You know this sentence which says: the difference between medicine and poison is the dose? Well, many people wonder if it’s true that if we took small doses of poison we might be immune to it.
This concern is not new and already existed in antiquity. A famous story is that of King Mithrads, a Turk terrified of being murdered: in 120 BC. J.-C., his father had been poisoned, supposedly following a conspiracy of his wife.
Traumatized, Mitriades decided to drink a small dose of poison every day in an attempt to develop immunity. He would increase the amount: one drop one day, two the next, three the next, and so on.
In a battle against Roman Empire, in 66 BC. J.-C., Mithrads is overcome and imprisoned. He is then condemned to commit suicide taking the same poison that killed his father. But since he had already developed immunity, Mithrads survived.
In his honor, this practice was called mitridization. The word refers to the process of sensitizing living organisms with increasing doses of venom, in order to develop antibodies against them. But does it always work?
Does mithridization work?
The answer is yes and no. An organism’s ability to tolerate poison will depend on its ability to metabolize that substance into a less toxic form. This is done by the liver, which contains enzymes that act on this composition. This is what the body does, for example, with the alcohol. We manage to digest it, but in large quantities it can be fatal.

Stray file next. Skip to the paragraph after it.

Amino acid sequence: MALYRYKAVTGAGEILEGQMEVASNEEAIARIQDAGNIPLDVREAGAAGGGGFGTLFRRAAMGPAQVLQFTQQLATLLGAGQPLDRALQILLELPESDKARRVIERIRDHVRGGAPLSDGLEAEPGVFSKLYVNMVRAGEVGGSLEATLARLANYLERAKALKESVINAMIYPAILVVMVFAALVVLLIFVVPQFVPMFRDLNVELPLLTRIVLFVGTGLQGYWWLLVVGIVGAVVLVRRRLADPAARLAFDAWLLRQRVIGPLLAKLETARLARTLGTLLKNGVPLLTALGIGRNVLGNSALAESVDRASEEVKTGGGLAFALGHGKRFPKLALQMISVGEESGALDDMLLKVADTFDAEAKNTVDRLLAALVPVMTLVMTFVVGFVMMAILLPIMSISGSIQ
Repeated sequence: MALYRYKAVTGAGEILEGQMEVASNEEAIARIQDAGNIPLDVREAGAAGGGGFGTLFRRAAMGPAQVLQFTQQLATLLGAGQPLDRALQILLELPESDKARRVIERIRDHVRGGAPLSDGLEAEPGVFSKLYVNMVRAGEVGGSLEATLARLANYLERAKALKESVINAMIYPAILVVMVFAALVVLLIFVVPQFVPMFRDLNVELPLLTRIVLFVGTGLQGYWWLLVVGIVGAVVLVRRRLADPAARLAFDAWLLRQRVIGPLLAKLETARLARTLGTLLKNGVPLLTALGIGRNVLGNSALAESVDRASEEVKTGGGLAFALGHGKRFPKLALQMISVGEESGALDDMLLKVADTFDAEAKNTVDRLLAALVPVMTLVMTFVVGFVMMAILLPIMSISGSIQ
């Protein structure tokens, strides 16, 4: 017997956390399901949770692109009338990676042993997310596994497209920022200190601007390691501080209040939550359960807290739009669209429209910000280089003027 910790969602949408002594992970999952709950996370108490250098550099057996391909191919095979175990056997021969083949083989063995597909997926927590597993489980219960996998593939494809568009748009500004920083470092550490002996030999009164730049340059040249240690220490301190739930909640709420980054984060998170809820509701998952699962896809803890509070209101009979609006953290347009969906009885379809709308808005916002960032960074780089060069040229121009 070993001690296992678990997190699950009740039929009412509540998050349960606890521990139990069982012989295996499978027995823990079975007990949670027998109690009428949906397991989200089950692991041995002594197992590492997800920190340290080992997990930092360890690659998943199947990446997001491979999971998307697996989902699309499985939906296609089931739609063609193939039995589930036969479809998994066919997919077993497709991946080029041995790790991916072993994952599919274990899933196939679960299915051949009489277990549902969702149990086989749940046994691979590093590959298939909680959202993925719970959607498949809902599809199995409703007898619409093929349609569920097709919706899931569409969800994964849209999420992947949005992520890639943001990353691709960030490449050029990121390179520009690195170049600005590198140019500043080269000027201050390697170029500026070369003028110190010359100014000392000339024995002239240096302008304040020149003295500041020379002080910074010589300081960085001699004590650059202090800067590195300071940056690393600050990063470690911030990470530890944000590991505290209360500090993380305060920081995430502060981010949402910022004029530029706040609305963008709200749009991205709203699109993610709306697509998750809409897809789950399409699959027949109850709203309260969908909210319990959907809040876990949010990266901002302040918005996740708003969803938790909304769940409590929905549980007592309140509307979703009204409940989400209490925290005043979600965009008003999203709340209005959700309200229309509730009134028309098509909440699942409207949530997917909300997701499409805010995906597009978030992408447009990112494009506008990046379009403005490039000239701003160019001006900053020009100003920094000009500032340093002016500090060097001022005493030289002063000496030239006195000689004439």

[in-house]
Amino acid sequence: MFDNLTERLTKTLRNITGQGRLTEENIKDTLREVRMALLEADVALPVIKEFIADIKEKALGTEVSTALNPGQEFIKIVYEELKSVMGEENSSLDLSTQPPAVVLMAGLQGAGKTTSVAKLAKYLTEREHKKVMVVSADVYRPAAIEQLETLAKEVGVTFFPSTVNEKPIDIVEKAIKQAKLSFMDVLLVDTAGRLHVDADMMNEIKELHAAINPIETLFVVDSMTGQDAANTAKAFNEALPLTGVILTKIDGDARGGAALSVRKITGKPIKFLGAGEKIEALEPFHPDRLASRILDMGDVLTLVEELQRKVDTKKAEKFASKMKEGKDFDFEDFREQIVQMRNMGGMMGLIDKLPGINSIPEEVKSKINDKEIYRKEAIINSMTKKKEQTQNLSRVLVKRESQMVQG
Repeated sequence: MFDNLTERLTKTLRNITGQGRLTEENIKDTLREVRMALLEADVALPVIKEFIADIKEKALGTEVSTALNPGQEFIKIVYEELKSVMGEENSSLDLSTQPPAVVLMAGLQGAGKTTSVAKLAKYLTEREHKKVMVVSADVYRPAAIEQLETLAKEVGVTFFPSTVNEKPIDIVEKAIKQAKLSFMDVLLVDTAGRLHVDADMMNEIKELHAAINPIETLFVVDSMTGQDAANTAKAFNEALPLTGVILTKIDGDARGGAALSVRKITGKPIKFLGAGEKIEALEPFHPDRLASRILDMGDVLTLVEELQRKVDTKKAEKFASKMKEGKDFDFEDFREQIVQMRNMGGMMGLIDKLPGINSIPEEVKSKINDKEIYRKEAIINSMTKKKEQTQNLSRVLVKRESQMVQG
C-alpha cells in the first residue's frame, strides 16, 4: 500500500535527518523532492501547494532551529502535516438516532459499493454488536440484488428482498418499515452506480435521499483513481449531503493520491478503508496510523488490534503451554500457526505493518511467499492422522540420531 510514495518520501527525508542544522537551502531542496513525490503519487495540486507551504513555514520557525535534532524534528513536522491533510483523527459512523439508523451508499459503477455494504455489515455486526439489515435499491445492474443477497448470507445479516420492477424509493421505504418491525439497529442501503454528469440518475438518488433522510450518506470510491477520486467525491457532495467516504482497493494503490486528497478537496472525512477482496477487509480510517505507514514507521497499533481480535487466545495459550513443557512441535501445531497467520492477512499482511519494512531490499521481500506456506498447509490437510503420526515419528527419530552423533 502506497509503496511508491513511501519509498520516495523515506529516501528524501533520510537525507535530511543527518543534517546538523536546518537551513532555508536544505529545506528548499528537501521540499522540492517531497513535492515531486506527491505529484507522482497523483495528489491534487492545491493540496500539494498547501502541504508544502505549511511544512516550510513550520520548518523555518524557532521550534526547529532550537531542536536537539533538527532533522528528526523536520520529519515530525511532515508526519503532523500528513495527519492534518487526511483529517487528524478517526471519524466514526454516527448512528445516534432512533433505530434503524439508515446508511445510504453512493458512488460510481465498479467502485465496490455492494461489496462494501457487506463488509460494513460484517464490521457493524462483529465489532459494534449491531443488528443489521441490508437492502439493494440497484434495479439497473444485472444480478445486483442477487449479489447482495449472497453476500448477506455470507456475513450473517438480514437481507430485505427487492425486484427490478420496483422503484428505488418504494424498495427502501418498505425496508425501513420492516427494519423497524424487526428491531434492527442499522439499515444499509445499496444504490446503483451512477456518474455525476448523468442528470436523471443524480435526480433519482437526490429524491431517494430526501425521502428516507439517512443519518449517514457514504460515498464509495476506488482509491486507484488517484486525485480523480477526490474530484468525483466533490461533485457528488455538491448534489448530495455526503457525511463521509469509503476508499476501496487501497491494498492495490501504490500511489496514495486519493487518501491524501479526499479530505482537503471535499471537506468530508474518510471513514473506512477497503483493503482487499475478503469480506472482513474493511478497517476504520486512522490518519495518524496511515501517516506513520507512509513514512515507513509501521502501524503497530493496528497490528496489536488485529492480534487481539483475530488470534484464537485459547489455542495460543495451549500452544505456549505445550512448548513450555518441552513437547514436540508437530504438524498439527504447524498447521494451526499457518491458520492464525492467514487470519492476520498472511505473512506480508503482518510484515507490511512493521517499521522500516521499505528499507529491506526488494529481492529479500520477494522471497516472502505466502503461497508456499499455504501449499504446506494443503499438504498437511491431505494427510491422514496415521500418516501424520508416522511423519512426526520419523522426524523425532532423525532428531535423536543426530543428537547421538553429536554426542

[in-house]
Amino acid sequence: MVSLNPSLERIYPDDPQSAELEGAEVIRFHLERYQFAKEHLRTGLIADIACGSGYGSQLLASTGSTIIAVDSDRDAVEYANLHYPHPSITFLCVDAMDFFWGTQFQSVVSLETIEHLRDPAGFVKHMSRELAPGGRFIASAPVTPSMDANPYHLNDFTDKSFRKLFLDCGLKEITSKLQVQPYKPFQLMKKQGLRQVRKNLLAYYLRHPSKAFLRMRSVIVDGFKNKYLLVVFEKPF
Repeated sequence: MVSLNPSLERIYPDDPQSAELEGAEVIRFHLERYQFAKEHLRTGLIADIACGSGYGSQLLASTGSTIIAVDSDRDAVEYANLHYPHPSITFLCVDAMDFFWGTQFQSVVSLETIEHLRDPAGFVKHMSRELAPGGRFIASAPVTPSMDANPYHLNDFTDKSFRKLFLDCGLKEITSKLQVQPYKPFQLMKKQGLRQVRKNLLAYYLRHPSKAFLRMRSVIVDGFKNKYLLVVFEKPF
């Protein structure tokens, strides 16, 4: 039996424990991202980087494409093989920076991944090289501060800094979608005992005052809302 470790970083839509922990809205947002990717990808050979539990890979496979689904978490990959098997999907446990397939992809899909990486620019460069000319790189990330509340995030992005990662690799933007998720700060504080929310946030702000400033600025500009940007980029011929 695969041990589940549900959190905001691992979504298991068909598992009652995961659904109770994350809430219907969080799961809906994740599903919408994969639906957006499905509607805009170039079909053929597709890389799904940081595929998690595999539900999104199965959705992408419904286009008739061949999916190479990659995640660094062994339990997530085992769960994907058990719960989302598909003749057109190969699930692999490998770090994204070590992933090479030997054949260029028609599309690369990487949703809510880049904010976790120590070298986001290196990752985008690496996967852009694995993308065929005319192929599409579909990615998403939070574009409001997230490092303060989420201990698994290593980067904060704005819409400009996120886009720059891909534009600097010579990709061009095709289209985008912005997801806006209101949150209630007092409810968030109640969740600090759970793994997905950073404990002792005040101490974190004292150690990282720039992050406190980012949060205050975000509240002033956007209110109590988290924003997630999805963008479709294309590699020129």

This is the same principle of operation of several vaccines. one day smallpoxfor example, was discovered after an English aristocrat named Mary Wortley Montagu noticed that women in Asia applied small doses of pus to their children and therefore did not develop the disease, which was fatal.
But again, the problem is the dose and the body’s capacity. In a person who drinks frequently and in large quantities, the liver can be boosted to speed up this metabolism, creating greater tolerance. The result is that the person starts drinking more and more and eventually develops liver disease.
The man who injects snake venom
(Source: Pal Hansen)
This practice of regularly ingesting poison continues to be used today, although it is not recommended by doctors. An American musician named Steve Ludwin keeps 17 snakes in his home (15 of them poisonous) and says he’s been injecting their venom for over 30 years. The first time he did it was in 1988.
He says he believes the venom makes him look younger, but there is no scientific evidence for this. However, he regularly travels to Denmark, where a group of researchers from the University of Copenhagen takes his blood for analysis. It is expected that this research may generate a universal antidote for all snakebites.